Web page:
Although traveling solo is a great experience and I think everyone should do it, you can save money when you travel with other people. If you’re hesitant to bunk in a hostel, things like splitting lodging can save a lot of money.

 

Avoid tourist traps as much as possible/Opt out of tours when you can

By tourist trap, I mean things that aren’t authentic to the culture of your destination and just created to suck money out of visitors. If you prefer one-on-one attention to details for sightseeing, then this tip may not be applicable to you. A lot of activities and sightseeing doesn’t require a guide.

 

Examples:

We wanted to go snorkeling with turtles in Culebra, Puerto Rico. Being average to good swimmers, we opted out of a tour (that cost $50/person!) and swam with turtles for free and for however long we wanted. Caveat: this activity didn’t require any special equipment because it was 50 ft off the shore and we brought our own snorkel gear ($30 on Amazon).

In Barcelona, Spain we visited the Sagrada Familia. We opted for the audio tour rather than the personal tour. It was really information and less than half the price!

 

Pack light

You won’t have to pay extra for a checked bag and having fewer things to carry makes choosing transportation easier.

 

Use local currency when using credit cards

This is easy and a must! Whenever using a credit card with foreign currency, choose the local currency. The conversion rate will be more in your favor.

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The metro in Bangkok, Thailand. So clean and easy to use!

Look into public transportation

Most cities have solid public transportation, whether it be a metro, bus system, or bike share. You can find this information online pretty easily. Travel forums, like tripadvisor, are helpful in determining how to maneuver public transport.

Pros: save a good amount of $$ compared to taxis or private transfers

Cons: may take longer to get places (but not always!)

This is also when packing light comes in handy.

 

Eat in supermarkets

If food is expensive, grabbing something quick or cooking in your Airbnb/hostel can make a big dent in your expenses.

I consider myself an amateur foodie because I love food and trying new things, so I’ll do this only when I don’t feel like I’m missing out on local cuisine.

 

Example:

Iceland has expensive food and honestly, there’s nothing too special about it, so most of my meals came out of the supermarket across the street from my hostel. Saved money there and didn’t feel like I missed out on anything.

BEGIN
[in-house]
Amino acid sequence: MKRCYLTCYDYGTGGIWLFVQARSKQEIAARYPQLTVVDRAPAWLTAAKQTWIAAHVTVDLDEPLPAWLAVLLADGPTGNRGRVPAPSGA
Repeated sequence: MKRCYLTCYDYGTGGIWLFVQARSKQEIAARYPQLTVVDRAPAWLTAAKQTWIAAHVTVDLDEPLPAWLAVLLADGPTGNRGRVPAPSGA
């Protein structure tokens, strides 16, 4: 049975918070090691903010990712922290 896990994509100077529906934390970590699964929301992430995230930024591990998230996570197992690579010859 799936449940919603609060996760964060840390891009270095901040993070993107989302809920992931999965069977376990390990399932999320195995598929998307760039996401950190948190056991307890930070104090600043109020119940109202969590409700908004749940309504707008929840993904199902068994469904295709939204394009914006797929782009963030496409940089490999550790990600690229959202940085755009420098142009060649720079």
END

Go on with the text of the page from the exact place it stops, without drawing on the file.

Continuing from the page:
Barcelona has an open air market called La Boqueria with amazing fruit, meat, and seafood vendors. They offer at least 50% off things like smoothies when they’re about to close. We went back every day around that time to get our daily fruit servings ;).

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The Sun Voyager in Reykjavik, Iceland – seen on a free walking tour, which was followed by drinks with the tour guide

Free Walking Tours

A lot of cities, specifically in Europe, offer free walking tours. These are really informative and the guides are usually a lot of fun. They do ask for tips at the end of the tour, but whatever you give them will still be cheaper than something you pay upfront for.

On the tours, they’ll also offer up the best places to eat and ways to save money too!

 

VAT refund

In EU countries, you can apply for a VAT (Value added Tax) refund if you spend a certain amount on goods in one day. Look up the specific requirements for the country online.

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Wandering the streets of the famous Shilin night market in Taipei, Taiwan

(In certain countries) haggle

Mainly in the Asia/Middle East region, you can haggle prices for things like goods and tours. In markets, if goods don’t have a price labeled, it usually means that price is negotiable. Familiarize yourself with what the norms are in the country you’re headed and if you’re not sure, it’s always a good idea to ask.

 

Do research

There’s a pattern with all of these tips and that’s DO YOUR RESEARCH. If you’re not the planning type, I’d love to help you out. Send me a message and let me know what you’re thinking!

 

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Hotel views. Credit: Tonia Wang Photography